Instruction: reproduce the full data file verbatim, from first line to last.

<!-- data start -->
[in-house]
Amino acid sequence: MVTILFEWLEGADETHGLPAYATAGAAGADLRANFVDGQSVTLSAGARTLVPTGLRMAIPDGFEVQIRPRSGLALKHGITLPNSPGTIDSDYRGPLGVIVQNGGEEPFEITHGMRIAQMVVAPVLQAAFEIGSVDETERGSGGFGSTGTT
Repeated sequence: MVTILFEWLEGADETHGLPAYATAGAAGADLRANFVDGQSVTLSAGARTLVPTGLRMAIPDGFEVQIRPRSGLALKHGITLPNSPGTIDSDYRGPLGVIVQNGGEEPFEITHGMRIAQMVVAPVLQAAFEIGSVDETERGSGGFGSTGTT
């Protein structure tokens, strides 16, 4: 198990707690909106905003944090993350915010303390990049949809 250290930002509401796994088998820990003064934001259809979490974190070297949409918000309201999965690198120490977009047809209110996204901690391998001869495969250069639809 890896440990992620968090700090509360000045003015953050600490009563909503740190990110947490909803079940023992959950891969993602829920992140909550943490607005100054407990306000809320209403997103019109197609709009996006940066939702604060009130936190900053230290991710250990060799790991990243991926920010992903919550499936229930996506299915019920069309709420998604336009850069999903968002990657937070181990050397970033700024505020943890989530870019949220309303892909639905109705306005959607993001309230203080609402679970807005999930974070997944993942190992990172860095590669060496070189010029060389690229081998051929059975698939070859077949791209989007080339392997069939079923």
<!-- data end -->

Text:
[in-house]
Amino acid sequence: MVTILFEWLEGADETHGLPAYATAGAAGADLRANFVDGQSVTLSAGARTLVPTGLRMAIPDGFEVQIRPRSGLALKHGITLPNSPGTIDSDYRGPLGVIVQNGGEEPFEITHGMRIAQMVVAPVLQAAFEIGSVDETERGSGGFGSTGTT
Repeated sequence: MVTILFEWLEGADETHGLPAYATAGAAGADLRANFVDGQSVTLSAGARTLVPTGLRMAIPDGFEVQIRPRSGLALKHGITLPNSPGTIDSDYRGPLGVIVQNGGEEPFEITHGMRIAQMVVAPVLQAAFEIGSVDETERGSGGFGSTGTT
């Protein structure tokens, strides 16, 4: 198990707690909106905003944090993350915010303390990049949809 250290930002509401796994088998820990003064934001259809979490974190070297949409918000309201999965690198120490977009047809209110996204901690391998001869495969250069639809 890896440990992620968090700090509360000045003015953050600490009563909503740190990110947490909803079940023992959950891969993602829920992140909550943490607005100054407990306000809320209403997103019109197609709009996006940066939702604060009130936190900053230290991710250990060799790991990243991926920010992903919550499936229930996506299915019920069309709420998604336009850069999903968002990657937070181990050397970033700024505020943890989530870019949220309303892909639905109705306005959607993001309230203080609402679970807005999930974070997944993942190992990172860095590669060496070189010029060389690229081998051929059975698939070859077949791209989007080339392997069939079923």